Southern Star Hardcore: Review

By: David Gilchrist, Photography by: David Gilchrist


The Southern Star Titanium Hardcore proves itself out on the sand, as David Gilchrist discovers.

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Andrew Altschwager of Caravans Coffs Coast is the sole supplier and designer of the Southern Star Titanium range of caravans. With a decade of designing and selling caravans and with his kitchen manufacturing background, Andrew should know a thing or two about manufacturing in general, and caravan manufacturing in particular. 

We took the 19.6 Hardcore for a run around Coffs Harbour, a fantastic town with gorgeous beaches geared for adventure. With that in mind, I needed to see a van that was built and ready for exploration and found it in the Southern Star Titanium Hardcore.

SETTING THE SCENE

On the outside, the Southern Star's blue and white livery suggests it’s got the right sort of stuff for an adventure on a secluded beach or somewhere out of the way – that ‘local secret’ sort of destination. The hail-resistant 3mm-thick composite cladding and aluminium C section interlocked framework, caped off with a single piece fibreglass roof sheet, is certainly a great start. This is a modern, lightweight yet strong build.

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READY FOR THE ROUGH STUFF

It had been raining the night before our Hardcore adventure and the idea of crawling underneath the van on wet grass didn’t seem like the way I wanted to spend time on a beautiful blue day. So we went to a stunning nearby beach instead. Yet the inspection still needed to be done. It turns out laying on wet sand’s not too pleasant, either.

Just the same, the underneath revealed a 200x50mm SupaGal chassis with a 100x50mm raiser together with 3700kg-rated Cruisemaster XT Coil with dual shockers and 265/75 R16 offroad MT Tyres. All up, that means plenty of strength in the chassis, fine suspension and tyres that have a tread ready to munch through the rough stuff and offering the ability to carry more weight at higher speeds than this rig will ever need.

Also, around the outside are two 120Ah batteries well secured and slung below the rig, well protected fresh and grey water tanks and two 9kg gas bottles with a well-protected regulator and a drawbar tap also with its own stoneguard.

Storage-wise, the outside boasted a drawbar box that featured a handy gen set and slide out barbecue as well as a useful tunnel boot and jerry can holders. A hatch for the TV and a drop-down table added to the comfort quotient as did the convenient drawbar spotlight. All up, a nice combo.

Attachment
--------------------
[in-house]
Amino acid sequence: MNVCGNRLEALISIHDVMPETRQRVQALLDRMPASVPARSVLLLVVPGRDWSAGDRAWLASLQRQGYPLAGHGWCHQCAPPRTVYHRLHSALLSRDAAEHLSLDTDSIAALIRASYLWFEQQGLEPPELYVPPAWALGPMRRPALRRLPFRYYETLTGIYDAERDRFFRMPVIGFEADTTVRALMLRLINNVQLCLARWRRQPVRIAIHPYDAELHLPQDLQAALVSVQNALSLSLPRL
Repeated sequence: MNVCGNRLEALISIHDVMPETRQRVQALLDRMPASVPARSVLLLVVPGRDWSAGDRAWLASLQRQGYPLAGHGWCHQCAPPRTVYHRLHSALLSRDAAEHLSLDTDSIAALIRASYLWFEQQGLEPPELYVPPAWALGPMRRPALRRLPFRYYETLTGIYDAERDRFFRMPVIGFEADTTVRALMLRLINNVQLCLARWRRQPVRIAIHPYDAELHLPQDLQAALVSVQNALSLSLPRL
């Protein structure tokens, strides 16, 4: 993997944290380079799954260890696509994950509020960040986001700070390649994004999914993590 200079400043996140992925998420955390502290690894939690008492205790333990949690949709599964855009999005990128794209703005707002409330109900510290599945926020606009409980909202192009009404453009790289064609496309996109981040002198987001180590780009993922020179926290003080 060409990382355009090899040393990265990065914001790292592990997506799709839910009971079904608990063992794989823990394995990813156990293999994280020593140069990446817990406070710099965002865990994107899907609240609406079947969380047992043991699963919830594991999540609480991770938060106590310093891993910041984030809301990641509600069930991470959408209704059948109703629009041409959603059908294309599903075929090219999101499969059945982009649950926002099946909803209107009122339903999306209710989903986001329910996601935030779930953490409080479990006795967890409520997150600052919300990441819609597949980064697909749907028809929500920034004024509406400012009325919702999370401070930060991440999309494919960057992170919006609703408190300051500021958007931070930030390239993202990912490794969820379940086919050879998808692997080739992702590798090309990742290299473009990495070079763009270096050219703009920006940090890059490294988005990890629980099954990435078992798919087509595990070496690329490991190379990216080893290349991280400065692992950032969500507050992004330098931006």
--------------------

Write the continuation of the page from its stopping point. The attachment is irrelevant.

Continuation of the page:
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SO HOW DID IT TOW?

The Southern Star Hardcore towed well on the road and as well over the rough stuff. We encountered deep soft sand getting on to the Coffs Harbour beach, but the Hardcore easily ran through it, following nicely in the wheel tracks of the tow vehicle.

We also gave it a brief run over rocks and the Cruisemaster suspension and DO35 drop-on hitch provided plenty of articulation and stability. A perfect choice for this offroad rig.

KITCHEN CONSIDERATIONS

Southern Star Hardcore Kitchen Interior

When it comes to caravanning offroad, all the heavy work’s done on the outside and the inside should be all about comfort.

For my money, how well a caravan interior works starts with the kitchen. This is where Andrew Altschwager’s previous kitchen building and design experience comes into play. Andrew reckons he’d never put anything inside a caravan that wasn’t designed for rattling around inside a caravan out in the Never Never. He says taking a normal domestic kitchen and transplanting it into a caravan just doesn’t stack up, "there just not designed for rocking and rolling along the road. Normal kitchen hinges just won’t do the job. And chipboard or MDF cupboards are too heavy."

Instead, Andrew insists on hardwood and plywood furniture with stainless steel piano hinges and lightweight European Poplar Plywood laminated doors and benchtops. He also uses metal-sided drawers with solid bases and double gas struts on the overhead lockers. It’s a nice approach given all his furniture frames are screwed directly to the floor, wall frames and roof.

The hungry traveller will find solace in the kitchen thanks to a Swift cooktop and a convenient microwave as well as a two-door fridge that boasts enough room for the beer, milk, eggs and more. A Fusion entertainment system keeps you humming to your favourite tunes while you’re cooking the sausages.

The en-suite offered plenty of storage, a small shower, washing machine and toilet. While all are pretty much stock standard features in many brands these days, it has to be said that this en-suite seemed just a little on the small side, especially for someone like me, whose circumference has welcomed one too many cakes on one too many trips.

Beyond the en-suite a quality leather dinette and comfy queen-sized bed provided comfort and extra storage space. Storage wise, there’s enough with plenty of drawers and cupboards and a modest yet useful slide-out pantry.

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BRING ON THE POWER

Electrical-wise, the power arrangement is suitable with two 150W solar panels and two 120 Ah AGM batteries, LED lighting and 12 and 240V power points together with USB charging sockets.

THE VERDICT

If caravanning is about enjoyment then this van delivers. Easy to tow, able to handle the rough stuff and robust. If innovation is the yardstick by which you measure the success of a caravan than you’re likely to be disappointed by this conservative caravan. If style, build quality and fitness for purpose are your measure than this van is worth putting on the top of the list.

The full feature appeared in Caravan World #575. Subscribe today for the latest caravan reviews and news every month!